Tuesday, May 1, 2012

bytearray

I came across a post by Python guru David Beazley introducing the bytearray data type. Here is one of his examples, modified slightly:

>>> s = "Hello World"
>>> b = bytearray(s)
>>> b
bytearray(b'Hello World')
>>> b[:5] = "Cruel"
>>> b
bytearray(b'Cruel World')
>>> for i in b:
...     print i
... 
67
114
117
101
108
32
87
111
114
108
100
>>> b.append(33)
>>> b
bytearray(b'Cruel World!')
>>> print b
Cruel World!

The usage b"mystring" was new to me as well. According to this SO answer:

the b prefix for string literals is ineffective in 2.6, but it is a useful marker in the program, which flags explicitly the intent of the programmer to have the string as a data string rather than a text string. This info can then be used by the 2to3 converter or similar utilities when the program is ported to Py3k.
More info here (thanks, Ned).

A bytearray has the methods of lists including __getitem__ and __setitem__. Unusually for Python, one can use arguments of both int and str types. The actual type of a bytearray item is < type 'int'>.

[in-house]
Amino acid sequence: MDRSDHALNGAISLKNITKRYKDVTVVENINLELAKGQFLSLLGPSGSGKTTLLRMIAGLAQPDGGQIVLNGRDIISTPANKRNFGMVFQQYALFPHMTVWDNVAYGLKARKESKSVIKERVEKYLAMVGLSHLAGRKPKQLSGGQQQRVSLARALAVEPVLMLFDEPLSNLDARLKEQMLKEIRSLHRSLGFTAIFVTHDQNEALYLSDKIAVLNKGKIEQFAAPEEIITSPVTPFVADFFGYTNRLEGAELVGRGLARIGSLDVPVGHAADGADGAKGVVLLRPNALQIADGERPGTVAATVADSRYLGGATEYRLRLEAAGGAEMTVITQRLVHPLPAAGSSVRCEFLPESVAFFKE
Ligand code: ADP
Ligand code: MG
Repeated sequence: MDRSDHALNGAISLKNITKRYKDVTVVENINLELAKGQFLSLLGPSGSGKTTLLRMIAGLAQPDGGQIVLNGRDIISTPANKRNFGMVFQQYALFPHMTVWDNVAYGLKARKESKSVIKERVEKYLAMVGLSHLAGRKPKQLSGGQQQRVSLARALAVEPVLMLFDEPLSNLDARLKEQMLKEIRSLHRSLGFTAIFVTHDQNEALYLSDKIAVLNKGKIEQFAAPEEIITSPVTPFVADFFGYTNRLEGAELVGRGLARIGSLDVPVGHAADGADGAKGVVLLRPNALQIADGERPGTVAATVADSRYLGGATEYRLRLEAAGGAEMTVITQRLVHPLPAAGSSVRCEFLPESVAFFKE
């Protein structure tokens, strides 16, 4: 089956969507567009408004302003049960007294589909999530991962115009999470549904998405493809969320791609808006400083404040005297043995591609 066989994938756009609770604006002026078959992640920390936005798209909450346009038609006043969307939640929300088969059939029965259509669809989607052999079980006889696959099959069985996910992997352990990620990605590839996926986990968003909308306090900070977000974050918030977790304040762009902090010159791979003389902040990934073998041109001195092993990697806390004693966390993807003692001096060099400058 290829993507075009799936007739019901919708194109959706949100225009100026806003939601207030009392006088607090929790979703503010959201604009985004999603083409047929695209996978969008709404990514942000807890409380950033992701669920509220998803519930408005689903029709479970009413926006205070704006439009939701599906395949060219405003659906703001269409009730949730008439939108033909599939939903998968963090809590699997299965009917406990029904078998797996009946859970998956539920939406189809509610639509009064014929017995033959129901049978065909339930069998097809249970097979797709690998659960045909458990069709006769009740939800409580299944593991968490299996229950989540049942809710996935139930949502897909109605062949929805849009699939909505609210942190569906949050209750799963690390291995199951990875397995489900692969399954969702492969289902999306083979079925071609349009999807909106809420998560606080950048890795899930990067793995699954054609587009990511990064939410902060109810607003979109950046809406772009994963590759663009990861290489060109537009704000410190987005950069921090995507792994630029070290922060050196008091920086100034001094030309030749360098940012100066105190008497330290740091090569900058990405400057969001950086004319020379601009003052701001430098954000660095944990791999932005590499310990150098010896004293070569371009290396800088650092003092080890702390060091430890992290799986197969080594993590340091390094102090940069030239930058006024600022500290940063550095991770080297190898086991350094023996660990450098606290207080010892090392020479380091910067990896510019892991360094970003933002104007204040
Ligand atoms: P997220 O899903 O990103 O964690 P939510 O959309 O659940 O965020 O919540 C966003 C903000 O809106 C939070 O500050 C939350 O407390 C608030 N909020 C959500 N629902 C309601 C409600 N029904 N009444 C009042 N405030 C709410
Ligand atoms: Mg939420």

>>> b = bytearray('Hello World!')
>>> b[-1] = '*'
>>> b
bytearray(b'Hello World*')
>>> ord('!')
33
>>> b[-1] = 33
>>> b
bytearray(b'Hello World!')

We can use a bytearray to do a small job of encryption in a very convenient way:

>>> import numpy as np
>>> msg = bytearray("Hello World")
>>> n = len(msg)
>>> L = np.random.randint(0,256,n)
>>> key = bytearray(list(L))
>>> len(key)
11
>>> key
bytearray(b'N\x963\x8a\x06\xf2\xe9\x92\xb9\xf4L')
>>>
>>>
>>> ctext = bytearray()
>>> for c,k in zip(msg,key):
...     ctext.append(c ^ k)
... 
>>> ctext
bytearray(b'\x06\xf3_\xe6i\xd2\xbe\xfd\xcb\x98(')
>>> ptext = bytearray()
>>> for c,k in zip(ctext,key):
...     ptext.append(c ^ k)
... 
>>> ptext
bytearray(b'Hello World')

No comments: